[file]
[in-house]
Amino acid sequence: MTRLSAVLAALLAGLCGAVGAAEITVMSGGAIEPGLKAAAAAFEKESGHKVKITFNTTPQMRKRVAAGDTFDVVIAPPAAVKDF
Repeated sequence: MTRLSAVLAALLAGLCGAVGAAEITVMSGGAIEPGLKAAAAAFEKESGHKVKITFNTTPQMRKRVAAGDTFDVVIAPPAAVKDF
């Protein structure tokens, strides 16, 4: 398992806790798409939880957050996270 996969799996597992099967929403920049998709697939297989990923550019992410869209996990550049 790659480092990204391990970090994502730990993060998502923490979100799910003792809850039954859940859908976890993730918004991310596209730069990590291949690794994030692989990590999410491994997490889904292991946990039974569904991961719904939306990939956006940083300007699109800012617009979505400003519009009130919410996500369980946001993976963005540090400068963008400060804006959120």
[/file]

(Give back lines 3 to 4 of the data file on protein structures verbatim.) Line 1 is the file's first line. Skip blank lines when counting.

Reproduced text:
Repeated sequence: MTRLSAVLAALLAGLCGAVGAAEITVMSGGAIEPGLKAAAAAFEKESGHKVKITFNTTPQMRKRVAAGDTFDVVIAPPAAVKDF
């Protein structure tokens, strides 16, 4: 398992806790798409939880957050996270 996969799996597992099967929403920049998709697939297989990923550019992410869209996990550049 790659480092990204391990970090994502730990993060998502923490979100799910003792809850039954859940859908976890993730918004991310596209730069990590291949690794994030692989990590999410491994997490889904292991946990039974569904991961719904939306990939956006940083300007699109800012617009979505400003519009009130919410996500369980946001993976963005540090400068963008400060804006959120």